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In re Grimm

Supreme Court of New York, Second Department

May 17, 2017

In the Matter of Michael Gerard Grimm, a suspended attorney. Grievance Committee for the Second, Eleventh, and Thirteenth Judicial Districts, petitioner; Michael Gerard Grimm, respondent. (Attorney Registration No. 4061974)

         DISCIPLINARY PROCEEDING instituted by the Grievance Committee for the Second, Eleventh, and Thirteenth Judicial Districts. By decision and order on motion of this Court dated September 15, 2015, the respondent was immediately suspended from the practice of law based on his conviction of a serious crime pursuant to Judiciary Law § 90(4)(d), the Grievance Committee was authorized to institute and prosecute a disciplinary proceeding against him, and the issues raised were referred to the Honorable Abraham Gerges, as Special Referee, to hear and report. The respondent was admitted to the Bar at a term of the Appellate Division of the Supreme Court in the Second Judicial Department on October 23, 2002.

          Diana Maxfield Kearse, Brooklyn, NY (Mark F. DeWan of counsel), for petitioner.

          Scalise & Hamilton LLP, Scarsdale, NY (Deborah A. Scalise of counsel), for respondent.

          RANDALL T. ENG, P.J. REINALDO E. RIVERA MARK C. DILLON RUTH C. BALKIN SANDRA L. SGROI, JJ.

          OPINION & ORDER

          PER CURIAM.

         The Grievance Committee for the Second, Eleventh, and Thirteenth Judicial Districts served the respondent with a petition containing a single charge of professional misconduct. After a preliminary conference on June 1, 2016, and a hearing conducted on June 30, 2016, the Special Referee sustained the charge. The Grievance Committee now moves to confirm the Special Referee's report and to impose such discipline upon the respondent as the Court deems just and appropriate. The respondent has submitted a response in support of the Grievance Committee's motion to confirm, and contends that the appropriate sanction for his misconduct is a one-year suspension, but no greater than a two-year suspension nunc pro tunc to the date of this Court's order of immediate suspension.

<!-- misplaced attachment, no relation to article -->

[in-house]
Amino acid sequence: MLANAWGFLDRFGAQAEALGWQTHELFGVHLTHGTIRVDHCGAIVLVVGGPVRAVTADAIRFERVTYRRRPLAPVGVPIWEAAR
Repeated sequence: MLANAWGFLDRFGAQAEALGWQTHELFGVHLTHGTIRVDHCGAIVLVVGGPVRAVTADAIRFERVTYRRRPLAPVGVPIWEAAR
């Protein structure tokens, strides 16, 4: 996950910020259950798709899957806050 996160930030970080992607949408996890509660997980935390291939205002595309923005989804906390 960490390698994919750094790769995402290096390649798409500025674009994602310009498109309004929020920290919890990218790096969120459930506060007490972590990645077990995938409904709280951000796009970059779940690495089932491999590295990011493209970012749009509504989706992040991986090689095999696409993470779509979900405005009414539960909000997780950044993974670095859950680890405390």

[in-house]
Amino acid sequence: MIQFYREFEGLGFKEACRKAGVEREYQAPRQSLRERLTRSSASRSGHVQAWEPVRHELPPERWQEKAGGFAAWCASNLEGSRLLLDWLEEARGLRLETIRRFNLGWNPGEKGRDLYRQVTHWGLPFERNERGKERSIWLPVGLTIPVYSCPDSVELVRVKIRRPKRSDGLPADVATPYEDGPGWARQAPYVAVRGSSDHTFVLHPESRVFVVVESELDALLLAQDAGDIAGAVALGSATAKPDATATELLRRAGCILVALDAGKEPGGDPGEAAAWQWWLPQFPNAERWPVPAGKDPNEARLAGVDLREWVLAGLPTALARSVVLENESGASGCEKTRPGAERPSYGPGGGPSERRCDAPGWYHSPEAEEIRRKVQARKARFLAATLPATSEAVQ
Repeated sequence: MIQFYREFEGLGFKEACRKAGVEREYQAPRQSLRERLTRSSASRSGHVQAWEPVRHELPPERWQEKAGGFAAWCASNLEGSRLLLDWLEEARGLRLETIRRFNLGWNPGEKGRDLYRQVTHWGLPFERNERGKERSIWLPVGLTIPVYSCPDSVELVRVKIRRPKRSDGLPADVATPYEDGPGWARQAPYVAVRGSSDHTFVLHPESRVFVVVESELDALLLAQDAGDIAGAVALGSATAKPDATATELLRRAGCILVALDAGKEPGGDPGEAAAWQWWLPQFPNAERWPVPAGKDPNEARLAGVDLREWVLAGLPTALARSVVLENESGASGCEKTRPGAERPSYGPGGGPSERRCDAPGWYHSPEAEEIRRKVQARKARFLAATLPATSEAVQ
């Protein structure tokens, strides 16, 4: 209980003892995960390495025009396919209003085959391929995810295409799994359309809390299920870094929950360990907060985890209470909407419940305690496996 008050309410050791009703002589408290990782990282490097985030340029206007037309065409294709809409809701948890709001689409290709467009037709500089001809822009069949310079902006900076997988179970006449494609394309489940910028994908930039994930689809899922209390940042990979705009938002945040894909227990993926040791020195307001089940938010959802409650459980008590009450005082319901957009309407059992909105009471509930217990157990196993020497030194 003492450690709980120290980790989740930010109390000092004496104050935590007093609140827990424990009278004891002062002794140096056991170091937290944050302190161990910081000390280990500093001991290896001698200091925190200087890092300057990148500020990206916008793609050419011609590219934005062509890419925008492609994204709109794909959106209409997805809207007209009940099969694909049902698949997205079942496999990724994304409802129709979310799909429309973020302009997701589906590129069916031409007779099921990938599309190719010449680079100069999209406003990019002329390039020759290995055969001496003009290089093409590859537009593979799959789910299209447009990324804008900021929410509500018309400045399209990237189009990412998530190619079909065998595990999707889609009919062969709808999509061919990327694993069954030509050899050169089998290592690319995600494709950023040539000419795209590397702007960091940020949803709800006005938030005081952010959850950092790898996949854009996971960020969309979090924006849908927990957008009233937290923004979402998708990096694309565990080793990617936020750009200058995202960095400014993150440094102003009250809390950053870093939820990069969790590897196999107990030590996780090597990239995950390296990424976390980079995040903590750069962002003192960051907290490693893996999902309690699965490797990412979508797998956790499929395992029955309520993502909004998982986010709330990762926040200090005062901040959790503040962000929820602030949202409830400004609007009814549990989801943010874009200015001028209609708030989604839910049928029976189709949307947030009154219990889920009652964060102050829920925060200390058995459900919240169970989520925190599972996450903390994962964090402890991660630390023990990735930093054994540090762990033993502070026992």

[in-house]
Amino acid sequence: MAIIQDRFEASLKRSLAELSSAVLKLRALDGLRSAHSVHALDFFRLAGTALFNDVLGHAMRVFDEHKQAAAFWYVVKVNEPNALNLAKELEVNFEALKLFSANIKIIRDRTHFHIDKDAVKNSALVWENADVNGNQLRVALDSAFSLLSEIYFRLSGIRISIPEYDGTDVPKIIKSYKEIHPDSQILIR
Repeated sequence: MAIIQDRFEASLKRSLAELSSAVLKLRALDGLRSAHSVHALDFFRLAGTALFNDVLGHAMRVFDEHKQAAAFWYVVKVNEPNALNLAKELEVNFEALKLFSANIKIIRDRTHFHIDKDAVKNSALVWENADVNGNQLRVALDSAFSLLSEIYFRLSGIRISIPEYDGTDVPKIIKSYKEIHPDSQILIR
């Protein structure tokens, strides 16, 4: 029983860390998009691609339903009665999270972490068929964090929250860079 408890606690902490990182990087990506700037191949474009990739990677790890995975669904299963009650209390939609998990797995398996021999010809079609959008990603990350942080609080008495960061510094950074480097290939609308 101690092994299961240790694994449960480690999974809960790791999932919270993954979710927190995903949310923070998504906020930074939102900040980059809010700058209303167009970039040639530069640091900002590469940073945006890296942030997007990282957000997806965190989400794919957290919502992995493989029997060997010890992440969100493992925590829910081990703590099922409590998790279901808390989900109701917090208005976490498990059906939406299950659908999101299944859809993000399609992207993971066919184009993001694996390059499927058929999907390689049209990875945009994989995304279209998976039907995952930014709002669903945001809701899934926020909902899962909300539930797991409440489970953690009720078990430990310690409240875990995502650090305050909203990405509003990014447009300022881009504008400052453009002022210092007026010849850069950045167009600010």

Charge one alleges that the respondent was convicted of a serious crime, in violation of rule 8.4(b) and (c) of the Rules of Professional Conduct (22 NYCRR 1200.0). On December 23, 2014, the respondent pleaded guilty in the United States District Court for the Eastern District of New York to aiding and assisting in the preparation of false and fraudulent tax returns, in violation of 26 USC § 7206(2). On July 17, 2015, United States District Court Judge Pamela K. Chen sentenced the respondent to eight months of imprisonment, with one year of supervised release, directed the respondent to complete 200 hours of community service, and ordered the respondent to pay taxes owed and a $100 assessment.

         The documentary evidence in this case revealed, inter alia, the following: